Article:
Italy is still on lockdown in an effort to contain the spread of COVID-19 and while Italians sing from their balconies to keep each other strong, the streets of all major cities are deserted and tourists have disappeared - leaving place for nature to step back in.

A seagull in one of Venice's deserted streets
With Italy's streets left deserted by locals and tourists alike, animals are slowly stepping back in © Marco Di Lauro / Getty Images

The world-famous canals of Venice sparkle with unusually clear water, something that would be impossible with the high traffic of boats, vaporettos and gondolas that usually sail them and stir up sediment in the water.

The water is so clear you can see huge schools of fish swimming around, and swans, that have traditionally lived in the canals of Burano in the Venetian lagoon, are enjoying having the clear water of the Serenissima to themselves.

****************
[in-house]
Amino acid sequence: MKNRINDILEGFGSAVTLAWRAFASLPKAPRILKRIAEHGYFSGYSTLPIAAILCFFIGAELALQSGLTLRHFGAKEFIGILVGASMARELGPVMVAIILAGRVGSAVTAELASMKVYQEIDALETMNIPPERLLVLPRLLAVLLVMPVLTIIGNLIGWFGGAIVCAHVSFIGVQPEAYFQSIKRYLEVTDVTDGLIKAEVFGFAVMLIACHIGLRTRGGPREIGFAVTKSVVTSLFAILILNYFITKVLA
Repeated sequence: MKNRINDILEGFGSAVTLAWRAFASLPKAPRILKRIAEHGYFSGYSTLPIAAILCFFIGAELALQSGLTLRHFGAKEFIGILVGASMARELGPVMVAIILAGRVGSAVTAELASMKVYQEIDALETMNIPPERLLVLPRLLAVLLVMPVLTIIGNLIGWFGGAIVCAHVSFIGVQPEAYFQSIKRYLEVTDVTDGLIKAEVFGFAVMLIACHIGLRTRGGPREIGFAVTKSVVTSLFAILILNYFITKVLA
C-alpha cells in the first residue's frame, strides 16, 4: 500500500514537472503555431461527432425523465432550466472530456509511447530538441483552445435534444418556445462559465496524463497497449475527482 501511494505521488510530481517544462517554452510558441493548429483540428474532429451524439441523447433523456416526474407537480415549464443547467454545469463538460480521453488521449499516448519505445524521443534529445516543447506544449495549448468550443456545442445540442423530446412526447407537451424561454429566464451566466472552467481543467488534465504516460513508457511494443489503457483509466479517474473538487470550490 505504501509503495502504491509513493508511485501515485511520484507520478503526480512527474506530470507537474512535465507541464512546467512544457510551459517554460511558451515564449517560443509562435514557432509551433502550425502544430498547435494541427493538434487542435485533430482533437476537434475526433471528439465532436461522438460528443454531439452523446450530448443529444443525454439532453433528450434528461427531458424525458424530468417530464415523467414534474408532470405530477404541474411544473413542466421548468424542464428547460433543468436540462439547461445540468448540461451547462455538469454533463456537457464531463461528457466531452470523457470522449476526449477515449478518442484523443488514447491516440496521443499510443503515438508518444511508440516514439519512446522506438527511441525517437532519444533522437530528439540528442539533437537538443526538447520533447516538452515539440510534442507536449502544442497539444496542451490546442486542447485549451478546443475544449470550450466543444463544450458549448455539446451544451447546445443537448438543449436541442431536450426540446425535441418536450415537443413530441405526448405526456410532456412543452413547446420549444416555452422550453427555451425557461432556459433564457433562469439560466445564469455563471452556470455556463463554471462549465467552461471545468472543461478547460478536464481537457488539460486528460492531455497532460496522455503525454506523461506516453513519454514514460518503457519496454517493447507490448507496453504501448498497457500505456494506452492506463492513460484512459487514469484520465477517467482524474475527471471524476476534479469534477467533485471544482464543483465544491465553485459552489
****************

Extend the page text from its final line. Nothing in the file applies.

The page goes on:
But Venice is not the only Italian city seeing a return of nature into its streets.

Dolphins were seen swimming into the port of Cagliari on the island of Sardinia, and in the island's second town, Sassari, wild boars (which are still pretty numerous all around Italy) have been seen scavenging for food in the empty streets, thanks to a lockdown of citizens and the absence of tourists. Ducks are also swimming in the fountains of Rome, something that has happened before, but that is of course helped by the fact that there’s no one around to disturb them.

Just as happened in China, pollution is down significantly in Italy since the beginning of the lockdown and the overall quality of the air has improved. The nation-wide isolating measures started on 9 March and will continue until 3 April.

Read more:

Lockdowns and travel bans: which countries have COVID-19 restrictions

France offers a moving tribute to COVID-19 frontline heroes

Explore related stories

Holiday travel in Arctic, Svalbard, Norway. People on the boat. Winter mountain with snow, blue glacier ice with sea in the foreground. Blue sky with white clouds. Snowy hill in ocean. Travel in sea.

Hiking

A first-time guide to Svalbard

Jul 13, 2024 • 10 min read